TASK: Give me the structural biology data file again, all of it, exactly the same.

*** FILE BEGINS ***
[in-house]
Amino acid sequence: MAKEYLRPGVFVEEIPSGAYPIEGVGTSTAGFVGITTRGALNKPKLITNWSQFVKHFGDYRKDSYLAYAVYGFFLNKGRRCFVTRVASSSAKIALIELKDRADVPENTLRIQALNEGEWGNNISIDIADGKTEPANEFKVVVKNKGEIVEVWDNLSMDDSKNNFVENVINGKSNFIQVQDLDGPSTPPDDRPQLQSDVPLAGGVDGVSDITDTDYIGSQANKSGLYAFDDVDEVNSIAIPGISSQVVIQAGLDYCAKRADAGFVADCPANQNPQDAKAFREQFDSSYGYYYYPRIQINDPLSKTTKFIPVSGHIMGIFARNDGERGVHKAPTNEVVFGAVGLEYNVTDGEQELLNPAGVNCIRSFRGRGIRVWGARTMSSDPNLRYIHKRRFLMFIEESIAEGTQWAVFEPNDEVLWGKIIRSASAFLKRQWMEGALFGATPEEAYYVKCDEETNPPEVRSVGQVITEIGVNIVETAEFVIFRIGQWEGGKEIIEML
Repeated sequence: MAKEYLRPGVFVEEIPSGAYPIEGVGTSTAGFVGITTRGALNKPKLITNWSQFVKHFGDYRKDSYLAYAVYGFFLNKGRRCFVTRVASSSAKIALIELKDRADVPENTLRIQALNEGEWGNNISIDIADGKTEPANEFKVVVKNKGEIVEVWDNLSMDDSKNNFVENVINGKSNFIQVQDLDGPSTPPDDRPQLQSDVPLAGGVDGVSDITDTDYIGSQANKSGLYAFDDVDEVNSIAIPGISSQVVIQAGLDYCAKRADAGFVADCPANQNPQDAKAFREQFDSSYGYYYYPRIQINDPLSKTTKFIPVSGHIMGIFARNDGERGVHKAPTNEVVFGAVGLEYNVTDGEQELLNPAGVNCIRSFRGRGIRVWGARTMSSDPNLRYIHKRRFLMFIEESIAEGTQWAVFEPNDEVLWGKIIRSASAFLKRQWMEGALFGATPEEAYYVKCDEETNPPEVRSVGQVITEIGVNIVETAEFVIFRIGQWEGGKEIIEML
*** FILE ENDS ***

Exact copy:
[in-house]
Amino acid sequence: MAKEYLRPGVFVEEIPSGAYPIEGVGTSTAGFVGITTRGALNKPKLITNWSQFVKHFGDYRKDSYLAYAVYGFFLNKGRRCFVTRVASSSAKIALIELKDRADVPENTLRIQALNEGEWGNNISIDIADGKTEPANEFKVVVKNKGEIVEVWDNLSMDDSKNNFVENVINGKSNFIQVQDLDGPSTPPDDRPQLQSDVPLAGGVDGVSDITDTDYIGSQANKSGLYAFDDVDEVNSIAIPGISSQVVIQAGLDYCAKRADAGFVADCPANQNPQDAKAFREQFDSSYGYYYYPRIQINDPLSKTTKFIPVSGHIMGIFARNDGERGVHKAPTNEVVFGAVGLEYNVTDGEQELLNPAGVNCIRSFRGRGIRVWGARTMSSDPNLRYIHKRRFLMFIEESIAEGTQWAVFEPNDEVLWGKIIRSASAFLKRQWMEGALFGATPEEAYYVKCDEETNPPEVRSVGQVITEIGVNIVETAEFVIFRIGQWEGGKEIIEML
Repeated sequence: MAKEYLRPGVFVEEIPSGAYPIEGVGTSTAGFVGITTRGALNKPKLITNWSQFVKHFGDYRKDSYLAYAVYGFFLNKGRRCFVTRVASSSAKIALIELKDRADVPENTLRIQALNEGEWGNNISIDIADGKTEPANEFKVVVKNKGEIVEVWDNLSMDDSKNNFVENVINGKSNFIQVQDLDGPSTPPDDRPQLQSDVPLAGGVDGVSDITDTDYIGSQANKSGLYAFDDVDEVNSIAIPGISSQVVIQAGLDYCAKRADAGFVADCPANQNPQDAKAFREQFDSSYGYYYYPRIQINDPLSKTTKFIPVSGHIMGIFARNDGERGVHKAPTNEVVFGAVGLEYNVTDGEQELLNPAGVNCIRSFRGRGIRVWGARTMSSDPNLRYIHKRRFLMFIEESIAEGTQWAVFEPNDEVLWGKIIRSASAFLKRQWMEGALFGATPEEAYYVKCDEETNPPEVRSVGQVITEIGVNIVETAEFVIFRIGQWEGGKEIIEML